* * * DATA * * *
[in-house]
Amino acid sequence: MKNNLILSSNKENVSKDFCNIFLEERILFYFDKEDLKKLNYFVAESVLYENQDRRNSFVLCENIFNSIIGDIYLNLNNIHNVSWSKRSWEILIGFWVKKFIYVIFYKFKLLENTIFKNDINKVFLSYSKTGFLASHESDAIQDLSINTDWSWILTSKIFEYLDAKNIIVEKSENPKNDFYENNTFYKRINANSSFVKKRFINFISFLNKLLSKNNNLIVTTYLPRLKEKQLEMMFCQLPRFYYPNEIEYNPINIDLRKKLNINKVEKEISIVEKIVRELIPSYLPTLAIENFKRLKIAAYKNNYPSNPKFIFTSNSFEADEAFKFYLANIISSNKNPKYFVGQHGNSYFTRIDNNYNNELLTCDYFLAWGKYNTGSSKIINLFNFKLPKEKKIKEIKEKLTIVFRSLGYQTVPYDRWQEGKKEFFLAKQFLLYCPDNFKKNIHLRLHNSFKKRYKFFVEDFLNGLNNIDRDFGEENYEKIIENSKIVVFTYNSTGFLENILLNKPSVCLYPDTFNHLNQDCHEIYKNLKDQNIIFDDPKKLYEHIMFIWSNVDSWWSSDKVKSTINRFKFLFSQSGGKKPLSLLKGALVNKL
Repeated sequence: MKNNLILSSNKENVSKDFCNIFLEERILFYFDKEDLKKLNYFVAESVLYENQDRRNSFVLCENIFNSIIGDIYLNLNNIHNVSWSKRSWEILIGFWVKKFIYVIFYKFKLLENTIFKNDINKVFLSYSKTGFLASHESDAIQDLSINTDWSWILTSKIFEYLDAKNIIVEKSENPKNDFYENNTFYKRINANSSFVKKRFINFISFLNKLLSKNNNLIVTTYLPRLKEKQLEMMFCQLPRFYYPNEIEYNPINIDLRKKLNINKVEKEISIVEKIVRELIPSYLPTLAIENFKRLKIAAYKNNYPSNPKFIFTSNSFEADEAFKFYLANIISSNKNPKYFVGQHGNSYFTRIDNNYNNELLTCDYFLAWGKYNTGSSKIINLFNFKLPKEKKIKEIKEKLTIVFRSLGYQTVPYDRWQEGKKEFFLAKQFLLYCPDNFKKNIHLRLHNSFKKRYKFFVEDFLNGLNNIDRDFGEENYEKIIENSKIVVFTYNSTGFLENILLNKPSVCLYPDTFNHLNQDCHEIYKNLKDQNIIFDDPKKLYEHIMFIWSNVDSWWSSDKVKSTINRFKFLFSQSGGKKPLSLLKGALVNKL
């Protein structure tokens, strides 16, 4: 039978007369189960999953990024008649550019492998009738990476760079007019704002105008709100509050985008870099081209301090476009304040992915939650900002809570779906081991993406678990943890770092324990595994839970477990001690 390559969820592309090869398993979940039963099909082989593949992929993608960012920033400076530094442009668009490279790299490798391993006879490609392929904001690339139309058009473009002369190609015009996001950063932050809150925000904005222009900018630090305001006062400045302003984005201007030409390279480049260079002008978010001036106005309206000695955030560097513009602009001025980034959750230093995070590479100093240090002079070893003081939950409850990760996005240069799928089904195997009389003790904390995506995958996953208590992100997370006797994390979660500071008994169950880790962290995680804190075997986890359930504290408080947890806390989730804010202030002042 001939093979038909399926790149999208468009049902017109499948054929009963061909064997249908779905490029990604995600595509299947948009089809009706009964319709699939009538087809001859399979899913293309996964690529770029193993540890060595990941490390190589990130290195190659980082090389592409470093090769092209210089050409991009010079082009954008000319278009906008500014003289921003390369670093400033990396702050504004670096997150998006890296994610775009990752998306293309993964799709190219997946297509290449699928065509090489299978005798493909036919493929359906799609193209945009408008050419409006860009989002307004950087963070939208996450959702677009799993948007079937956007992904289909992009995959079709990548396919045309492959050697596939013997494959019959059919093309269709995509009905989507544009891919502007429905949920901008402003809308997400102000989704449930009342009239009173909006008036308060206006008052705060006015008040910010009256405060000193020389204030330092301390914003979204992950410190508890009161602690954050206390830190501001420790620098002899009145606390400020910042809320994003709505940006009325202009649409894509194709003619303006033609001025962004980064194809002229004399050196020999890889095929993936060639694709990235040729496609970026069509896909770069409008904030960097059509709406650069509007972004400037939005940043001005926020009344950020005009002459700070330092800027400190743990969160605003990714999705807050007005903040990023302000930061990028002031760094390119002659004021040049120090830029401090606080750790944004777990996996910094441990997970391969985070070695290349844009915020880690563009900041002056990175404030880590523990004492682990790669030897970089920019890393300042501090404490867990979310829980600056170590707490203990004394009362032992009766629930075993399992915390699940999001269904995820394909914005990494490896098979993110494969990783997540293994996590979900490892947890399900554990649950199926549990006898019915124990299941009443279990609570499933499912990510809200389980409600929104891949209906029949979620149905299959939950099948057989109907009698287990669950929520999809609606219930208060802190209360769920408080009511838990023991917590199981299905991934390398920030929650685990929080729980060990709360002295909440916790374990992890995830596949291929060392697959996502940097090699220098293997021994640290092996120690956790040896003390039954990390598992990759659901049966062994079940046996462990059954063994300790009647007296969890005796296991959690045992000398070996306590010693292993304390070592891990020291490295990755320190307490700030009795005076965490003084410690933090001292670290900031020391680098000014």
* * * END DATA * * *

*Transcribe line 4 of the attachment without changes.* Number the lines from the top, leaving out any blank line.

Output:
């Protein structure tokens, strides 16, 4: 039978007369189960999953990024008649550019492998009738990476760079007019704002105008709100509050985008870099081209301090476009304040992915939650900002809570779906081991993406678990943890770092324990595994839970477990001690 390559969820592309090869398993979940039963099909082989593949992929993608960012920033400076530094442009668009490279790299490798391993006879490609392929904001690339139309058009473009002369190609015009996001950063932050809150925000904005222009900018630090305001006062400045302003984005201007030409390279480049260079002008978010001036106005309206000695955030560097513009602009001025980034959750230093995070590479100093240090002079070893003081939950409850990760996005240069799928089904195997009389003790904390995506995958996953208590992100997370006797994390979660500071008994169950880790962290995680804190075997986890359930504290408080947890806390989730804010202030002042 001939093979038909399926790149999208468009049902017109499948054929009963061909064997249908779905490029990604995600595509299947948009089809009706009964319709699939009538087809001859399979899913293309996964690529770029193993540890060595990941490390190589990130290195190659980082090389592409470093090769092209210089050409991009010079082009954008000319278009906008500014003289921003390369670093400033990396702050504004670096997150998006890296994610775009990752998306293309993964799709190219997946297509290449699928065509090489299978005798493909036919493929359906799609193209945009408008050419409006860009989002307004950087963070939208996450959702677009799993948007079937956007992904289909992009995959079709990548396919045309492959050697596939013997494959019959059919093309269709995509009905989507544009891919502007429905949920901008402003809308997400102000989704449930009342009239009173909006008036308060206006008052705060006015008040910010009256405060000193020389204030330092301390914003979204992950410190508890009161602690954050206390830190501001420790620098002899009145606390400020910042809320994003709505940006009325202009649409894509194709003619303006033609001025962004980064194809002229004399050196020999890889095929993936060639694709990235040729496609970026069509896909770069409008904030960097059509709406650069509007972004400037939005940043001005926020009344950020005009002459700070330092800027400190743990969160605003990714999705807050007005903040990023302000930061990028002031760094390119002659004021040049120090830029401090606080750790944004777990996996910094441990997970391969985070070695290349844009915020880690563009900041002056990175404030880590523990004492682990790669030897970089920019890393300042501090404490867990979310829980600056170590707490203990004394009362032992009766629930075993399992915390699940999001269904995820394909914005990494490896098979993110494969990783997540293994996590979900490892947890399900554990649950199926549990006898019915124990299941009443279990609570499933499912990510809200389980409600929104891949209906029949979620149905299959939950099948057989109907009698287990669950929520999809609606219930208060802190209360769920408080009511838990023991917590199981299905991934390398920030929650685990929080729980060990709360002295909440916790374990992890995830596949291929060392697959996502940097090699220098293997021994640290092996120690956790040896003390039954990390598992990759659901049966062994079940046996462990059954063994300790009647007296969890005796296991959690045992000398070996306590010693292993304390070592891990020291490295990755320190307490700030009795005076965490003084410690933090001292670290900031020391680098000014």